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How Mineral Extraction Impacts on Uganda’s Environment

By Cuthbert Otim

 

SOROTI

 

Uganda is endowed with variety of mineral deposits across the country according to the surveys conducted by the ministry of energy and mineral development.

 

This may look a blessing to the development of the country however, mineral extraction is rapidly inducing damage on the environment.

 

These include copper, tin, gemstones, limestone, marble, coltan and, of course, gold. Due to this plethora of mineral resources, Uganda has high hopes of using the development of the mineral sector to achieve both economic growth and to develop into a middle-income country in the near future.

 

And while the extraction and mining of minerals can provide the economic boost that Uganda requires, it is imperative to consider the environmental impacts that are associated with mining and how they may compromise the livelihoods of many Ugandans. Mining and the extraction of minerals result in environmental degradation at both the local and the global scale.

 

Francis Opolot, the Environment & Natural Resources Specialist at Soroti District Local Government says the main local environmental impacts include the contamination of water, soil, and air by a variety of heavy metal toxins.

 

Opolot explains that, when these toxins are present in water, soil, and air, they can have adverse health effects on people through drinking contaminated water, eating food grown in contaminated soil, and breathing contaminated air.

 

One heavy metal toxin in particular is a large problem for districts in Uganda with a prominent mining sector like Tiira gold mines in the eastern district of Busia.

 

The processing of ores in mining tends to release mercury, and strict precautions must be taken to manage it as even trace amounts are harmful to human health says Morris Tabora the inspect of minerals for eastern Uganda.

 

However, Aguttu Josephine, a secretary at Tiira small scale mining association in the eastern district of Busia, says mercury is used frequently in artisanal and small-scale mining in Uganda to assist with the extraction of gold and for them they are not aware of any health risks.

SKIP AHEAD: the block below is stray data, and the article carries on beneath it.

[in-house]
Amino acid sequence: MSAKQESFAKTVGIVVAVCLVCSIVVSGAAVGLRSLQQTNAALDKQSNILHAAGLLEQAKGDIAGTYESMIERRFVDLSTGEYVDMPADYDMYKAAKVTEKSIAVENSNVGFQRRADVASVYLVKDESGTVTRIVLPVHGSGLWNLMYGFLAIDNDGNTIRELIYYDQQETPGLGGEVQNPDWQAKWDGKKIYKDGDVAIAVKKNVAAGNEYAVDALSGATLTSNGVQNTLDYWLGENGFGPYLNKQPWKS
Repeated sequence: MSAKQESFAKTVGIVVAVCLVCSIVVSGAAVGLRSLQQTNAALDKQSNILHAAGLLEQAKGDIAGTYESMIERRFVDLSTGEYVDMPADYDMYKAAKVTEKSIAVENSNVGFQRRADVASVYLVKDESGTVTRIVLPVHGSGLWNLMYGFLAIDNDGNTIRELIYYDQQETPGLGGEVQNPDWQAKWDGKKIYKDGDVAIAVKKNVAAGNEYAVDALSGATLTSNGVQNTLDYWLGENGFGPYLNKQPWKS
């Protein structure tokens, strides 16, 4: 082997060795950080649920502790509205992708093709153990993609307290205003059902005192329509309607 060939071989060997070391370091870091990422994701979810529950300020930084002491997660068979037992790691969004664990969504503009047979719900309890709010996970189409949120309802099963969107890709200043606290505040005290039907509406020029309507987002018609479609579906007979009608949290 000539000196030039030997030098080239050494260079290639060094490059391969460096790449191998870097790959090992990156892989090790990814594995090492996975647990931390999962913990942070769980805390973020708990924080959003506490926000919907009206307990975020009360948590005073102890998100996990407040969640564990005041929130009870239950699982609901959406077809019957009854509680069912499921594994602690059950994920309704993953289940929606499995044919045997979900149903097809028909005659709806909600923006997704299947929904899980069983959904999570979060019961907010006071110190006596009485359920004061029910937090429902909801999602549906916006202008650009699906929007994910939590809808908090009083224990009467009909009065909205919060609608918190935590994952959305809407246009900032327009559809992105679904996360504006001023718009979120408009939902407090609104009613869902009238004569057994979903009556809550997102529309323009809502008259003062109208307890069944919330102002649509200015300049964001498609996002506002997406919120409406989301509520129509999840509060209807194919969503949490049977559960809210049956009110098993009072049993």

This poses a large problem as very few miners are aware of how mercury released into the environment can impact human health. It is estimated that about 150kg of mercury is released in the environment annually.

 

If dumped into water bodies, mercury can transfer downstream and become present in areas even where there is no mining. Since mercury is a pollutant that persists in the environment, it bio-accumulates in the environment, and increases its concentration in living organisms as it moves up the food chain explains Morris Tabaro, the inspector of minerals eastern Uganda.

 

Other pollutants that can pose health concerns and arise from mining include arsenic and cyanide. Cyanide is also widely used in artisanal and small-scale mining methods in Uganda.

 

The contamination of these pollutants into the environment not only has future impacts on human health, but also compromises the ability of the environment to perform its ecosystem goods and services.

 

Ecosystem services include water and air purification, climate regulation, erosion and flooding, the pollination of plants, and many more.

 

Eco-system goods include clean water, clean air, soil, and biomass for food and other uses such as fruit and wood.

‘When the ecosystem goods and services of the environment are impacted by environmental degradation, the livelihoods of all people become impacted as a healthy and functioning environment is threatened,’ said Opolot.

 

Furthermore, the global environmental impacts of mining can have local consequences. Mining includes the release of greenhouse gas emissions such as increased concentrations of methane, carbon dioxide, and sulphur dioxide in the atmosphere.

 

These global impacts can have a large impact on local climates, especially for countries and regions in sub-Saharan Africa.

 

Many of these regions rely heavily on their agricultural sector and also subsistence farming. The changes in rainfall amounts and patterns, temperature, and seasonality that are associated with atmospheric warming and climate change can have adverse effects on food production.

 

And with global food production requiring an increase of about 50 per cent by 2050 due to a growing population, the consequences of climate change in this respect could be dire. But it is possible to reduce the environmental impacts of mining.

 

This will be crucial for Uganda as they try to develop their mining sector and try to conserve the ecosystem goods and services of the environment at the same time. For mining to become more environmentally sustainable, certain measures can be taken.

 

These include reducing the consumption of water, minimizing the production of mining waste, preventing the pollution of soil, water, and air, and conducting successful mine closures and participating in environmental re-mediation of mining sites.

 

 

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